I had the opportunity to speak with Leila Medley, a member of the Democratic National Committee, at the Missouri State Democratic Convention in Columbia on Saturday during a break in the activities as we waited for ballot results:
MB: …Serving on the Democratic National Committee [and] as a super delegate you’ve obviously been contacted a lot by the two campaigns about endorsing either one of them as a super delegate – and, to date, you haven’t. Is that correct?
Leila Medley: That’s true. That’s true. I’m still uncommitted.
MB: Have those phone calls been continuing?
Leila Medley: There are a few phone calls, but I have a good secretary and so she screens calls for me. And if it’s not the…someone from the inside I don’t, I don’t take the call is what it amounts to. But the letters have picked up. Right now I’m getting a lot of letters for Hillary from California.
MB: Have you communicated why you continue to stay, at least, neutral in this nomination race?
Leila Medley: I told a number of reporters a couple of months ago that I felt like since I did not jump in the very first part of this campaign on the side of either candidate that I was going to wait until the people had voted. I felt like everybody that’s entitled to vote should vote before I cast a second vote.
MB: And so that would mean that you’ll consider what happens then through the end of the primary, after the primary process is over, which I believe is, is that Puerto Rico?
Leila Medley: Yes, it is. Puerto Rico is the last one.
MB: The beginning of June?
Leila Medley: Right.
MB: Then you’ll make a decision at some point?
Leila Medley: Then I will make a decision at that point in time.
MB: Is there, have you been given any time line or deadline?
Leila Medley: Not really. It’s a self imposed deadline. I, I know that Howard Dean wants us to make a decision after the primary.
MB: After the final primary?
Leila Medley: After the final primary. Yes.
MB: How long have you been on the Democratic National Committee?
Leila Medley: I was elected four years ago in this same location. So, I only served four years. I decided not to run again…
…MB: So, in your four years on the Democratic National Committee, you’ve been there through the election of Howard Dean as national chairman.
Leila Medley: Yes.
MB: And the implementation of the fifty state plan.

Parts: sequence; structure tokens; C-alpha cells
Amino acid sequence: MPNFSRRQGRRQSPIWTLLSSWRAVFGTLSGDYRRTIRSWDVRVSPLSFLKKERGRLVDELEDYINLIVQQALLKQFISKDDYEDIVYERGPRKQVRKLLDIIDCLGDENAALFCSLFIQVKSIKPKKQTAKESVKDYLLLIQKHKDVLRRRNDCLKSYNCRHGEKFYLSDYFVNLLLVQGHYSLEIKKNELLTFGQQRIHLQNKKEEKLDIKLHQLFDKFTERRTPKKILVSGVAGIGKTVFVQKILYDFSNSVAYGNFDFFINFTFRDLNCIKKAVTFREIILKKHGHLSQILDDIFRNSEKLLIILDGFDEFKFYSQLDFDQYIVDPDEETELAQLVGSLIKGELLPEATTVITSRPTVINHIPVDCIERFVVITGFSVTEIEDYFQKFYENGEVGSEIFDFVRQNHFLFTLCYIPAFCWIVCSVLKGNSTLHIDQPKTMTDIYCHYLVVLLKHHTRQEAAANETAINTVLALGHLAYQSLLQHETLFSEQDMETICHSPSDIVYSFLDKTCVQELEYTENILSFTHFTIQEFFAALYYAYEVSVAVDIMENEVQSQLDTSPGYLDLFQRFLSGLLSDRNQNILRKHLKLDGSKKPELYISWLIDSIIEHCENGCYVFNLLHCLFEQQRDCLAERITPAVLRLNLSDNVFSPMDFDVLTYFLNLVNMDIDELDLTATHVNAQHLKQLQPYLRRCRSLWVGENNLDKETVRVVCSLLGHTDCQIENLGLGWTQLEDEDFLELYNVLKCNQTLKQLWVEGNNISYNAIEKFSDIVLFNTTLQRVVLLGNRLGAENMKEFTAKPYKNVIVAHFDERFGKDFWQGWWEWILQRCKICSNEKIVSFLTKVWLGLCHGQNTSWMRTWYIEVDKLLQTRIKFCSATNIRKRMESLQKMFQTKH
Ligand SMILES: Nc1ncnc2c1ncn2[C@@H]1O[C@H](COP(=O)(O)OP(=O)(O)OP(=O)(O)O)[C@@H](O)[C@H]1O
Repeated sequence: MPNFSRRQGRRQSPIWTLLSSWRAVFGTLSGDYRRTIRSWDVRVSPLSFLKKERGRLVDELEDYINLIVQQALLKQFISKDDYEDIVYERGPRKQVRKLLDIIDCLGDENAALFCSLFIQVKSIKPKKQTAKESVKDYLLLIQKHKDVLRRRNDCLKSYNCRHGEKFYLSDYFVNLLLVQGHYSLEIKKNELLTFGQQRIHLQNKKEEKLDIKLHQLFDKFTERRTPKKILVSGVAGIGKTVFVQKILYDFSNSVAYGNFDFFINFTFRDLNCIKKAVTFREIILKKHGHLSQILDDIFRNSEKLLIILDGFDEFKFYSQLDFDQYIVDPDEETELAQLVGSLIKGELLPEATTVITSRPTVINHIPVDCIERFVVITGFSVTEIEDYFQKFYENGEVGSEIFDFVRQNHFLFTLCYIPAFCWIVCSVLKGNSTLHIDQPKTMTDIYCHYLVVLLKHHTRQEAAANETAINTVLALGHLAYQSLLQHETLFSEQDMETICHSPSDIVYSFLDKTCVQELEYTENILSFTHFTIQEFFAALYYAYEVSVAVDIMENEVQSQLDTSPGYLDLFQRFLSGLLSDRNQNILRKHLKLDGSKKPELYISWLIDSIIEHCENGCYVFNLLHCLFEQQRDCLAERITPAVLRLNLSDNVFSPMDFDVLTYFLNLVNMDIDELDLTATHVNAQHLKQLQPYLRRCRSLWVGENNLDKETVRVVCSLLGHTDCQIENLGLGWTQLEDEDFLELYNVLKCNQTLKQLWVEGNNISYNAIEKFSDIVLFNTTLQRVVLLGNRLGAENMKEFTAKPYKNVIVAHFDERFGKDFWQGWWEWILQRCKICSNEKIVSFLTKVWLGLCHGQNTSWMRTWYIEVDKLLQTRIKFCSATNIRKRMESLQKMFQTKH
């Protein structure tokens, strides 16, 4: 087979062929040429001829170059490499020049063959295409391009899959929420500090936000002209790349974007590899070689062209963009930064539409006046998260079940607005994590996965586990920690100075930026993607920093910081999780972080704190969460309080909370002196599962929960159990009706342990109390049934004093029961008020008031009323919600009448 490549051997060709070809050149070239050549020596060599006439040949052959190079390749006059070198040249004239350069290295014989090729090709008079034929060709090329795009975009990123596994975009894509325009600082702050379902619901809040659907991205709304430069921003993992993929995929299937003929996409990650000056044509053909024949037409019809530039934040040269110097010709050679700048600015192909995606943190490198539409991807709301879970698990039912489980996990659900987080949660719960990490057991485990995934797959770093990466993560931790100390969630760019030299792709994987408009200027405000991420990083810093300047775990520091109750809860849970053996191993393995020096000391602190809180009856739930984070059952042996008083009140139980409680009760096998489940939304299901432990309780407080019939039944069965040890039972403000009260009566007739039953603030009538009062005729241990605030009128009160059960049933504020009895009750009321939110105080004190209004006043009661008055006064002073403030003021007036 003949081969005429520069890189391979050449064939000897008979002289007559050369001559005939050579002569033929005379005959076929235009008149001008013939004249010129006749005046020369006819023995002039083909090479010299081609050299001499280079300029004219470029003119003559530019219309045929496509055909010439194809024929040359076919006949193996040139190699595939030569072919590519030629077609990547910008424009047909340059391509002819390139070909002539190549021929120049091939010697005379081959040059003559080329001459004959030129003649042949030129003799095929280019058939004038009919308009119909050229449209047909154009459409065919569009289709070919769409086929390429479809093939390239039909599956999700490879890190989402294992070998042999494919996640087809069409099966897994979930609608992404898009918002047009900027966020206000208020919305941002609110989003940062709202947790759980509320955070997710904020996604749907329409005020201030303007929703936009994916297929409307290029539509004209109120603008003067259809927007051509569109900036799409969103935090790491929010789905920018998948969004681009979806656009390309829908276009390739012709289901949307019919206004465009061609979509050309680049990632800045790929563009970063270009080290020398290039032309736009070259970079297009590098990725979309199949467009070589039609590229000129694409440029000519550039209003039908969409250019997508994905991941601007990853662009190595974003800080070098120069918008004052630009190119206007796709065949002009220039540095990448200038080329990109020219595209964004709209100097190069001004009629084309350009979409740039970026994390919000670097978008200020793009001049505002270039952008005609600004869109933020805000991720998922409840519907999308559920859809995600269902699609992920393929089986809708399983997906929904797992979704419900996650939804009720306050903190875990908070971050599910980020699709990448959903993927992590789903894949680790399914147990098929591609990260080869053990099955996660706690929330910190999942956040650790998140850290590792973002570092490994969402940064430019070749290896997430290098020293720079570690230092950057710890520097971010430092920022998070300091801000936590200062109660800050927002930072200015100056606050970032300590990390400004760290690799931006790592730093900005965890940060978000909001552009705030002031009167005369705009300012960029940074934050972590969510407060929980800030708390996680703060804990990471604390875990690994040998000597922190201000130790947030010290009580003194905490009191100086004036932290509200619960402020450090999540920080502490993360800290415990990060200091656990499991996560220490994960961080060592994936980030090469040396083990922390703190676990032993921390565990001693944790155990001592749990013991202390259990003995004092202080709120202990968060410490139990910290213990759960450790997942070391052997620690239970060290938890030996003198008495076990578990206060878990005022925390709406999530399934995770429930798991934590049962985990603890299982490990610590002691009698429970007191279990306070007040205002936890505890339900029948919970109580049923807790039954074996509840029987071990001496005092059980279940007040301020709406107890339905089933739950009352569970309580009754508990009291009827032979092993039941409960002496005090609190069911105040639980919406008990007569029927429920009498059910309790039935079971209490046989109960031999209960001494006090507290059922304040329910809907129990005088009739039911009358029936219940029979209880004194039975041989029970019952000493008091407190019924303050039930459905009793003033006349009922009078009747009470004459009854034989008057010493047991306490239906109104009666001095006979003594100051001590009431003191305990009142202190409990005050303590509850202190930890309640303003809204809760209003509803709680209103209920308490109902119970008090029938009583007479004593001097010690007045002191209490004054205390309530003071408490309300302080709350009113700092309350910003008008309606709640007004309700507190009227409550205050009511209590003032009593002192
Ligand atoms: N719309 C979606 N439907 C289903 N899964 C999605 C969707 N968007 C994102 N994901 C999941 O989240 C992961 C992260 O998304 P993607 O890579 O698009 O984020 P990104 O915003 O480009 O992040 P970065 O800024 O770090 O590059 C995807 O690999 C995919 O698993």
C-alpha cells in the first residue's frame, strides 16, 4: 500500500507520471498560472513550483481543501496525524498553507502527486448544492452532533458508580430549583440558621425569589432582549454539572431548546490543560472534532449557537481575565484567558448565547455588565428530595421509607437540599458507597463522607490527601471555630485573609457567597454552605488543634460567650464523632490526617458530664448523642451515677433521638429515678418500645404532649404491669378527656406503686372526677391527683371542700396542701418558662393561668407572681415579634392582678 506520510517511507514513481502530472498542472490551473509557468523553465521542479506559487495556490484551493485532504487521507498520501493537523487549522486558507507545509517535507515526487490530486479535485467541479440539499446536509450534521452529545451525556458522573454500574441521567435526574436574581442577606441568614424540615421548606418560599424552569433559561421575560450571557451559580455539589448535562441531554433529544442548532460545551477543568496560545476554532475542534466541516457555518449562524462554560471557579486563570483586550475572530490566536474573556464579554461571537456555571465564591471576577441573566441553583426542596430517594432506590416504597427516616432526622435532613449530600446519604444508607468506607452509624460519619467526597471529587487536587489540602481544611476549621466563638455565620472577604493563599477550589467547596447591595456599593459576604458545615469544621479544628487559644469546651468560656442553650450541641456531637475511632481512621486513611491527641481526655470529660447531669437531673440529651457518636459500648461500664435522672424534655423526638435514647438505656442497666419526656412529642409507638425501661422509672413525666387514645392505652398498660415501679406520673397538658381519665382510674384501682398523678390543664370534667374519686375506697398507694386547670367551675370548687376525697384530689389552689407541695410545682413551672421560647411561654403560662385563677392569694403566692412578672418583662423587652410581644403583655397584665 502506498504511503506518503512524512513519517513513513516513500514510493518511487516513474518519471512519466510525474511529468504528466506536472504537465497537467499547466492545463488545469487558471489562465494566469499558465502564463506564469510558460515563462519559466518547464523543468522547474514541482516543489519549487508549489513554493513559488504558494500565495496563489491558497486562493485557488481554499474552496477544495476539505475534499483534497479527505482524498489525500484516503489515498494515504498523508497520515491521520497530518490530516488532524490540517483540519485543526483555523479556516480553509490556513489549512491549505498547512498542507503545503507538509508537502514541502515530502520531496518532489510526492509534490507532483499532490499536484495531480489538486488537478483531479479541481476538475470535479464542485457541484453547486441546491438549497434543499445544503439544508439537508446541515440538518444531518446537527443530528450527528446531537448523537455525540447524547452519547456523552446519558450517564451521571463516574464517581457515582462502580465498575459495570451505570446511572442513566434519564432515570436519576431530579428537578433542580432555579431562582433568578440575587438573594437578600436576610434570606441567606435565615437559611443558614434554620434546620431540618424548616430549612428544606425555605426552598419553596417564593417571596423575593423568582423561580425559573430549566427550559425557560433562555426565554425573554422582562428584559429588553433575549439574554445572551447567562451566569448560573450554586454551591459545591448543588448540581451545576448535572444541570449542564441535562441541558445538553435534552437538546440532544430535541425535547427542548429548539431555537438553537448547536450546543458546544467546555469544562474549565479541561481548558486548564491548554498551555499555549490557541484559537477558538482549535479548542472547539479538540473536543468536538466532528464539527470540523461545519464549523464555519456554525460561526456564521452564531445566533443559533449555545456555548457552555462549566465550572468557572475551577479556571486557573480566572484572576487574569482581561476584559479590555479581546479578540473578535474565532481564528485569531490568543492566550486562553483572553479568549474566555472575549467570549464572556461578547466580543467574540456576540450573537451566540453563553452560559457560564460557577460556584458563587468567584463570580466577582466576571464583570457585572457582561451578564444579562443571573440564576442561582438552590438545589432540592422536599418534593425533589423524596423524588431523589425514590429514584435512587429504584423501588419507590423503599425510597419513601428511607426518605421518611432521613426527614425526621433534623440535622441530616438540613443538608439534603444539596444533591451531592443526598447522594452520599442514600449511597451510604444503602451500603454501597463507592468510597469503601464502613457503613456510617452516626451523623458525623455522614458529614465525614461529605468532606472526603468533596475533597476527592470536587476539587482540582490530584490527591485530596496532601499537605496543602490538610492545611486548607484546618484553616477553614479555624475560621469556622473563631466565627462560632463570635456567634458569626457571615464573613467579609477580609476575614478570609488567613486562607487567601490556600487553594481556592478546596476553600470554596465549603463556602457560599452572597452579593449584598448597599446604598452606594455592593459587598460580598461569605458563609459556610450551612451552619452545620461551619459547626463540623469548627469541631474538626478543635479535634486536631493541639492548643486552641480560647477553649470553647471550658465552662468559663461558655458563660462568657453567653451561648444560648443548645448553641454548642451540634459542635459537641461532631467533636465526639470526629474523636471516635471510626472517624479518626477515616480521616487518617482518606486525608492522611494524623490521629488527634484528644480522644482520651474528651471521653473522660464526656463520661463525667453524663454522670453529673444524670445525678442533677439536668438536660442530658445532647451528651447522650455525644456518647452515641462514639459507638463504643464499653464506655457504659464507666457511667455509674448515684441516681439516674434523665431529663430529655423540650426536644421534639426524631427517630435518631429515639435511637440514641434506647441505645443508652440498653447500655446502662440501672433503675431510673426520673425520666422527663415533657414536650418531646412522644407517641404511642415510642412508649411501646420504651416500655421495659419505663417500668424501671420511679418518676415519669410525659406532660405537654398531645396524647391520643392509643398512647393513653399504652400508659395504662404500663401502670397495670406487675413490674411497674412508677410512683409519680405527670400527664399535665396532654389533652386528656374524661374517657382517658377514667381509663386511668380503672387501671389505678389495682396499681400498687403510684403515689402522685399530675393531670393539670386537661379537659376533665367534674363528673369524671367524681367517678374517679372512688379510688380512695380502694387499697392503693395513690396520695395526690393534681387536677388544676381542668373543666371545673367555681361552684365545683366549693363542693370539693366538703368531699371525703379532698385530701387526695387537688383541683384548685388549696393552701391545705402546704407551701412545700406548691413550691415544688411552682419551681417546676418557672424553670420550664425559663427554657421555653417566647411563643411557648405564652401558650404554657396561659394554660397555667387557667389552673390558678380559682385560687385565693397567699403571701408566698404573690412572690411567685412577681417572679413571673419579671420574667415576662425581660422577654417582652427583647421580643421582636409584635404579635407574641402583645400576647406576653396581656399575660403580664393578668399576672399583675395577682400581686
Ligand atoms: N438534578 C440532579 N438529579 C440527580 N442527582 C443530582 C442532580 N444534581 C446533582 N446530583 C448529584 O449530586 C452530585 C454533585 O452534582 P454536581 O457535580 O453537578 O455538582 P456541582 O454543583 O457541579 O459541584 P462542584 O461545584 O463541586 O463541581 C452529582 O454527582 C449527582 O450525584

Leila Medley: The fifty state plan, I think, was, was marvelous. He’s a good organizer. To be a doctor, he’s a good organizer. And I think he had the right idea in mind. And I think he will turn the country blue in November.
MB: Do you see the fact that this…do you think the fifty state plan has something to do with the kind of interest that’s been generated, maybe the fact that so many people are participating in the nomination process? Or is it a complex number of factors?
Leila Medley: It’s, it’s a number of factors. The fifty state plan simply put some parties back together after the election in 2004, where we were all so darn broke. And so that infusion of money went into those fifty states simply put those parties back together. I think the reason that there’s so much excitement and so much involvement this year is because of the candidates that we have, not necessarily because of what the party has done in any state, actually. But it’s the enthusiasm of the two candidates and the fact that it’s a historic election…[Obama and Clinton], now that is historic.
MB: Somebody told me, they said they thought whoever the next president is, they’re going to put on Mt. Rushmore. [Leila Medley: laughter] because, by comparison, they’re going to be considered, no matter what, if they’re mediocre, they’re going to be considered one of the greatest presidents in American history.
Leila Medley: I had not heard that. [laughter]
MB: I wonder about that and I hope that everything will be okay.
Leila Medley: Oh, I do, too…We have to take the White House back. We can not take another four years of the path that John McCain would lead us down. He’s too much like George Bush, he’s not totally a George Bush, but he’s too much like George Bush, that he would, we wouldn’t recover. Our economy would sink further. And our working families, our middle class would be disappearing completely. And never to come back…